Diversification is one of the best things you can do for a portfolio. Exposure to different asset classes can reduce risk, as each asset class reacts differently to market conditions.
But how differently do stocks and bonds really perform at given times? And what does it mean for investors?
Earlier this year, investors experienced negative returns (less than half a percentage point) over a 3-month period in both the U.S. stock and bond markets. It’s the first time that happened since October 2016.
Stocks and bonds usually move in opposite directions. When stocks do well, investors often move out of bonds. That can further boost stock prices. Yet a simultaneous loss in each asset class isn't unprecedented. In fact, it happens more often that you might think. Vanguard studied the monthly returns for the last 30 years (plus the first quarter of 2018). The goal was to see how often investors had seen a loss of value in either asset class.
Of the observed 363 months, the U.S. stock market lost value in a given calendar month 126 times, while the U.S. bond market lost value 112 times. Investors were almost as likely to see their bonds down in value as their stocks in any month. Still, the average stock market decline was –3.34 per cent, compared to only –0.70 per cent for the average bond decline.
Such simultaneous declines weren’t linked to a particular economic event. They happened during rising and falling rate environments alike, and during periods of robust market returns (like the late '90s tech boom) and periods of economic catastrophes (like the 2008 global financial crisis).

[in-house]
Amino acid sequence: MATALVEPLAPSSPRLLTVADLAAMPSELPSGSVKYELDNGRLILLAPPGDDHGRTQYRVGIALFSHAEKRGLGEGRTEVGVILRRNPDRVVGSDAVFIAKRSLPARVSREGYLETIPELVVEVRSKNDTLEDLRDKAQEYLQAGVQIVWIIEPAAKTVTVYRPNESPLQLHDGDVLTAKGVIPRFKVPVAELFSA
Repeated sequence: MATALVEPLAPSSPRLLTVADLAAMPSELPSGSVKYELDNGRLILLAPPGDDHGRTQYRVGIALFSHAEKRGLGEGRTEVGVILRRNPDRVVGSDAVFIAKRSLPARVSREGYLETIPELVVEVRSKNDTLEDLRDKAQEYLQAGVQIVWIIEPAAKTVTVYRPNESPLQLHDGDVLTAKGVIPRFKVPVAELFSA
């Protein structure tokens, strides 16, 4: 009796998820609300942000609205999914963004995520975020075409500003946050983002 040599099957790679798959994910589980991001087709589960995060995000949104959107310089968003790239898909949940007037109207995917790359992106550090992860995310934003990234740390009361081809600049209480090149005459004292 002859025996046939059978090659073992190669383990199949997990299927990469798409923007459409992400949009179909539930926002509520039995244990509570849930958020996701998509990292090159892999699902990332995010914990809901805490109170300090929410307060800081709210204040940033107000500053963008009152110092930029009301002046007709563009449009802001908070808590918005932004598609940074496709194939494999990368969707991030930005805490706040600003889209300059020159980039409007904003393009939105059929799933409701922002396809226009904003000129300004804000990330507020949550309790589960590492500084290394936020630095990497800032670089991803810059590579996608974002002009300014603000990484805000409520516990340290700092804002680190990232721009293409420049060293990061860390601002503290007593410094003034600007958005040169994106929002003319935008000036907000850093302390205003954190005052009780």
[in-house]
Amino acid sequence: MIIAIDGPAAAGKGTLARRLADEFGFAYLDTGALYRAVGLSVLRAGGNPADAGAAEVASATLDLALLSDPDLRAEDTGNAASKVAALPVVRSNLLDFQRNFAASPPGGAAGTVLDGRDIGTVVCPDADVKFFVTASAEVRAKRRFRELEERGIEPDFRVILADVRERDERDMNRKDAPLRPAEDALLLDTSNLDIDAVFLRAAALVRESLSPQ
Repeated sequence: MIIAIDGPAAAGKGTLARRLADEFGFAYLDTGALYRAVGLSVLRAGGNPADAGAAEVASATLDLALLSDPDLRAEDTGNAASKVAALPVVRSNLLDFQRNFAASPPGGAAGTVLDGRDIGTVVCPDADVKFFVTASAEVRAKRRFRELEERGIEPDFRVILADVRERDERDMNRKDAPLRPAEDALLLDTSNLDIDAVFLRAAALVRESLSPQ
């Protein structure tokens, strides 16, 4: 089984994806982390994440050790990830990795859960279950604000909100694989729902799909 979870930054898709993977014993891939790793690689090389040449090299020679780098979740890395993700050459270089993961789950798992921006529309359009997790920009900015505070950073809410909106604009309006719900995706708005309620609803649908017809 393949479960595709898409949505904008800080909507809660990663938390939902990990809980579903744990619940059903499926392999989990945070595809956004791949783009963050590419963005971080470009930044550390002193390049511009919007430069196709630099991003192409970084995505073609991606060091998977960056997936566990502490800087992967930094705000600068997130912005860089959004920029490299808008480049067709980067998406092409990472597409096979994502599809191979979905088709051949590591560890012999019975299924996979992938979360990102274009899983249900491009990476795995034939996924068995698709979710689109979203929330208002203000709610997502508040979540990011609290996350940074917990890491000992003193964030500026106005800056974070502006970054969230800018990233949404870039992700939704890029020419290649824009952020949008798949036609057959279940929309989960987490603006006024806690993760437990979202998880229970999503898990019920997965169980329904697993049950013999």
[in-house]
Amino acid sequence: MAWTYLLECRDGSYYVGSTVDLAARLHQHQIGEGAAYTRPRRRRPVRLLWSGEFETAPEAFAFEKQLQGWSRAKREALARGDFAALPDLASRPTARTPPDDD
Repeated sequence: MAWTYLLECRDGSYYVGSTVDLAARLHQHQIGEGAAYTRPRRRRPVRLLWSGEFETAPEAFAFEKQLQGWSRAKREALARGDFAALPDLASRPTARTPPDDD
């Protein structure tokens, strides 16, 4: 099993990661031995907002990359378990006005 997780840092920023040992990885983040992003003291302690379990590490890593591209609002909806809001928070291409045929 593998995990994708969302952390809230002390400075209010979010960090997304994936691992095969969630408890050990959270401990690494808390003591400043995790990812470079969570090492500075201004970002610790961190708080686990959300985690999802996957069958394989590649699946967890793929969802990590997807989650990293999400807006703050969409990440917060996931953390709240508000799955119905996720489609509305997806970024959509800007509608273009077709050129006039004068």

For investors, the good news was the median return for the 12 months after the simultaneous decline was 12.17 per cent for stocks and 8.18 per cent for bonds. Yet the question remains: are investors susceptible and, if so, how can they hedge their bets?
To find out, Vanguard analyzed various economic indicators using its Vanguard Capital Markets Model® to project how future outcomes can vary for investors. Vanguard simulated 10,000 scenarios for each asset class out to 2027. Then Vanguard focused on the bottom 10 per cent of the lowest-performing quarters for the global equity7 asset class for each simulation.
Using this forward-looking approach, Vanguard found that inflation hedges like commodities and real estate investment trusts (REITs) failed to mitigate global equity volatility. During periods of poor equity performance, interest rate hedges like cash and short-term bonds produced only minimal positive returns.
The smartest hedging strategies? Vanguard says that broad-based exposure to high-quality international and U.S. fixed income provided the greatest likelihood of positive returns to reduce global equity losses.
The best course for investors is to maintain an asset allocation in line with their goals and risk tolerance. Then, if they drift more than about 5 percentage points from their target asset allocation, rebalance the portfolio. Resist the temptation, Vanguard argues, to make aggressive investment shifts or to look for a quick fix for equity volatility.
No one can say which, if any, of the possible outcomes Vanguard simulated will become reality over the next decade. The classic inverse relationship between stocks and bonds appears to hold up in most simulations. Still, we’ll likely see short periods when it doesn’t. These exceptions to the norm shouldn’t lead investors to abandon their long-term investment strategy.
This content was produced by Vanguard. The Globe and Mail was not involved in its creation.